Monday, March 12, 2012

Brown, Backstage Wall Street

Joshua M. Brown of reveals “the reality behind all the false glamour, contrived accuracy, and manufactured confidence” in Backstage Wall Street: An Insider’s Guide to Knowing Who to Trust, Who to Run From, and How to Maximize Your Investments (McGraw-Hill, 2012). Brown escaped from the brokerage business in 2010 after a decade of being in “the very worst profession in all of financial services.” As he writes, “I will starve on the street before I will ever be a retail stockbroker again.” (p. 34)

By relating in graphic detail how brokers’ interests were misaligned with their clients’, Brown brings to life a story that investors may have heard before but most likely didn’t heed sufficiently. He explains how ordinary folks got involved in the stock market in the first place, how financial entrepreneurs created enticing investment products (think mutual funds and ETFs), and how stock brokers didn’t care what they sold—they just had to sell, sell, sell.

He caps off his tale with the script for the Straight-Line Pitch (also known as the Lehman Method). This “infamous but never-before-published script” has “sold thousands of stock ideas and opened millions of retail brokerage accounts over the last 50 years.” (p. 173) In a call that can last between ten minutes and two hours, the broker makes a pitch, encounters an objection, rebuts that objection, encounters another objection, rebuts that one as well, and eventually aims for the power close. The script is almost thirty pages long. He describes common objections, such as “let me call you back,” “I don’t like the market right now,” “send me some information on the stock or your firm,” or “let me speak to my wife about this.” For each objection there are at least four rebuttals. Apparently “one out of ten qualified investors will open a new account when a broker uses this pitch.” (p. 173) Frightening! By the way, men are much more receptive to the straight-line pitch than women are.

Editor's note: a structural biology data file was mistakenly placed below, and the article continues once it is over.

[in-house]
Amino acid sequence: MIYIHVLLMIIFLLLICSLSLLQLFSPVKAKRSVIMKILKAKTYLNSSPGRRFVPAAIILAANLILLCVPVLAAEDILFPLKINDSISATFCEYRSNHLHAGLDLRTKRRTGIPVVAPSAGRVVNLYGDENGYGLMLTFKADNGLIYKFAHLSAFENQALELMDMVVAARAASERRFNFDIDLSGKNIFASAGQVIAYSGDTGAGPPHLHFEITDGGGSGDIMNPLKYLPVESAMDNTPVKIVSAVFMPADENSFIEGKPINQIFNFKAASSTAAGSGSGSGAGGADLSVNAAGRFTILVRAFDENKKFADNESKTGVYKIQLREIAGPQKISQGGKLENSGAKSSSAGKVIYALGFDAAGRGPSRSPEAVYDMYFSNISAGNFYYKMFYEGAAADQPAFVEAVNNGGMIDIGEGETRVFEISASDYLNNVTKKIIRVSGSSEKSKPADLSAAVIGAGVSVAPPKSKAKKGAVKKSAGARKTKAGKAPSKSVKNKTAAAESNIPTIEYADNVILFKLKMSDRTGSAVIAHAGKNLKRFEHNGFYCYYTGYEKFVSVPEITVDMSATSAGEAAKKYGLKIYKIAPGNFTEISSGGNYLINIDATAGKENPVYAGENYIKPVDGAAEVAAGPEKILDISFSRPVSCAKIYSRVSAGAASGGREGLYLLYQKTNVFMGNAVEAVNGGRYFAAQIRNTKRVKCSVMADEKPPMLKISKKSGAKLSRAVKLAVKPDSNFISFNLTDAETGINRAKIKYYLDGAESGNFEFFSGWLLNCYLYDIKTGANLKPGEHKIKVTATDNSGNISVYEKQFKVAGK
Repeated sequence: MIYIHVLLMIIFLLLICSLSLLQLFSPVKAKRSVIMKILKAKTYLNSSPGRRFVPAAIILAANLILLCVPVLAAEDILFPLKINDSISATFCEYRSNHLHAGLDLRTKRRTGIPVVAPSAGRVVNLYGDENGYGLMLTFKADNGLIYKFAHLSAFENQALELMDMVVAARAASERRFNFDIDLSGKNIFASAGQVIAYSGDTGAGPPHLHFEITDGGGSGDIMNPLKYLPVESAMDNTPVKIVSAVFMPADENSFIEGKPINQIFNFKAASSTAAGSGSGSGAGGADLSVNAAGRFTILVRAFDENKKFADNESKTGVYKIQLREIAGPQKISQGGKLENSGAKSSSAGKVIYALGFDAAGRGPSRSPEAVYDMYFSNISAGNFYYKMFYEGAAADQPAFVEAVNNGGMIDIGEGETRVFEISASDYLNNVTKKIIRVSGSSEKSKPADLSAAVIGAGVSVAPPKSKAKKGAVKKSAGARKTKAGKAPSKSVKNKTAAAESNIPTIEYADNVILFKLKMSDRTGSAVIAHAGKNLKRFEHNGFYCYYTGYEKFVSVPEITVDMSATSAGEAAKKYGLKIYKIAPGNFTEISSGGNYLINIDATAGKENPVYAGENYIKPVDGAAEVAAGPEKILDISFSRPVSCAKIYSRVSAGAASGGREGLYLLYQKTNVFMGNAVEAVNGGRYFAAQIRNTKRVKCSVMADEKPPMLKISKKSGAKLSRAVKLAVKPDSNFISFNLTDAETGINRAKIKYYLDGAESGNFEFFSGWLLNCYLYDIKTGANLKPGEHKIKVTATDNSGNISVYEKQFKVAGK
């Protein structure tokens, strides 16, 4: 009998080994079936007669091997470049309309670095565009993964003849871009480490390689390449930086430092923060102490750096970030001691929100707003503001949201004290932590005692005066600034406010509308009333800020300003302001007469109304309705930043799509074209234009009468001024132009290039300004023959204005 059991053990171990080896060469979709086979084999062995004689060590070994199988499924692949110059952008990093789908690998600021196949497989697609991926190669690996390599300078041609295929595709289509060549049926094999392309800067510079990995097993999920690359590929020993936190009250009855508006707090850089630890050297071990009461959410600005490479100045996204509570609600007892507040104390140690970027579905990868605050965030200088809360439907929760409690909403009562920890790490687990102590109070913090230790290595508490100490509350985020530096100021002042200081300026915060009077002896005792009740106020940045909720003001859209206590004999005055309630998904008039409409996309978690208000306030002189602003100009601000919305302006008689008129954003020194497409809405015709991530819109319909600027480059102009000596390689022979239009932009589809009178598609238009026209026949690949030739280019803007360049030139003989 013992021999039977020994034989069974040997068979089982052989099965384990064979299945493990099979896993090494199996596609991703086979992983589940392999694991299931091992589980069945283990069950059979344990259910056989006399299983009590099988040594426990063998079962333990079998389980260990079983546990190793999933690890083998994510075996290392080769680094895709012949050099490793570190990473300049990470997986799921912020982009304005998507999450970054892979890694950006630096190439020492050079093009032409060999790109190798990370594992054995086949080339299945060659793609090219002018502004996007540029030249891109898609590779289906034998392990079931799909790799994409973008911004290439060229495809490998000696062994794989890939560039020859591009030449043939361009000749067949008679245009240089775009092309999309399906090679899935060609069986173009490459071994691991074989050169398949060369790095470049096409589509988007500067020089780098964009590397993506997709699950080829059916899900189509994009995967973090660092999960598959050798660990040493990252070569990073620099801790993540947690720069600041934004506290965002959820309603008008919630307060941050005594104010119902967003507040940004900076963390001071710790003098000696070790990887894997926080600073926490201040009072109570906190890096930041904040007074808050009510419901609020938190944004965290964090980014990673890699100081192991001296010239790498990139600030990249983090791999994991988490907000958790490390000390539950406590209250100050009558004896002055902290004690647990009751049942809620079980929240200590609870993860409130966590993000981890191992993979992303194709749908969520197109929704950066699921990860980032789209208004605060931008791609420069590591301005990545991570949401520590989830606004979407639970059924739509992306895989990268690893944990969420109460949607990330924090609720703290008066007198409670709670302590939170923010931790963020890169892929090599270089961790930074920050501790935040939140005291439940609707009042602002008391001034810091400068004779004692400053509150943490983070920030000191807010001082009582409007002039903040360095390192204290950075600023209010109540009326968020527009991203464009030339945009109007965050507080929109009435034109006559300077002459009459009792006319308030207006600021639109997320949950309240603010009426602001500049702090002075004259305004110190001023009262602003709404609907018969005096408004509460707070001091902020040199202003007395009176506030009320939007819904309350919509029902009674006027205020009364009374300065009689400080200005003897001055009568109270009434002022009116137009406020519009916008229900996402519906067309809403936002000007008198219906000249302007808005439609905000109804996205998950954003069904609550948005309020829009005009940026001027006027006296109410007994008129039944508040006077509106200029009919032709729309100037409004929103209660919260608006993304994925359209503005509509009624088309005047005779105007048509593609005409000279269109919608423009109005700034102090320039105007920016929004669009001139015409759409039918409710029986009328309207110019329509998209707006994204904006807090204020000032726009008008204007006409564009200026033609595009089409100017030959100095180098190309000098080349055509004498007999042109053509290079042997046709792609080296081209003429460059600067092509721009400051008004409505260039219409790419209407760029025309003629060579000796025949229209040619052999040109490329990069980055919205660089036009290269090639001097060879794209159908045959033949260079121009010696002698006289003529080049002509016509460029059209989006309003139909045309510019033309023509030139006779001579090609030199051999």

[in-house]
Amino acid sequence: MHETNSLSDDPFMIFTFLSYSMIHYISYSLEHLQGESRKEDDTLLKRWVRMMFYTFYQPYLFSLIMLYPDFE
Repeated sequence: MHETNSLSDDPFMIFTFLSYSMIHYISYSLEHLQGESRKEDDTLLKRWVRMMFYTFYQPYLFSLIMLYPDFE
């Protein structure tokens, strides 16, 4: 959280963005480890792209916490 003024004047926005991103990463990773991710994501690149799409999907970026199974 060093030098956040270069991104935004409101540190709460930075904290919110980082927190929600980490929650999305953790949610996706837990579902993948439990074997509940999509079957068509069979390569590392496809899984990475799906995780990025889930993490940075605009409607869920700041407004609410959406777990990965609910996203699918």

Major traditional brokerage firms no longer pitch to the small account; for the most part they’ve moved into wealth management. For some time online brokers have at least partially filled that void, catering to the do-it-yourself investor. Brown recalls the days of the frenzy, describing the “borderline psychotic” advertising campaigns of online brokers. “The central conceit of the online brokerages’ ad campaigns back then was that any schmuck could be a billionaire and that riches were only clicks away.” (p. 71) His criticism is on target. But I think he’s too kind to today’s online brokerage campaigns to enlist clients, asking for instance “who doesn’t love the E*TRADE Baby?” Me, for one. And he doesn’t mention those “trade free for 60 days” come-ons that encourage overtrading and that are designed to generate lots of commissions after the initial free period. There’s always a pitch somewhere.

Brown offers tips for staying out of “murder holes”—such demonic investment vehicles as SPACs (special-purpose acquisition corporations), Chinese reverse mergers, one-drug biotechs, and private placements. Even as you’re avoiding these murder holes, beware of other investor traps as well. My favorite is: “Brokers with thick New York accents and Boca Raton area codes. (Florida’s Homestead Act has led to a preponderance of bad guys from New York setting up shop in southern Florida; the civil courts can’t touch their property.” (p. 220)

Backstage Wall Street is a quick-paced, well-written book by someone who’s been there and done some of that. And who reformed. It’s an enjoyable and scary read.

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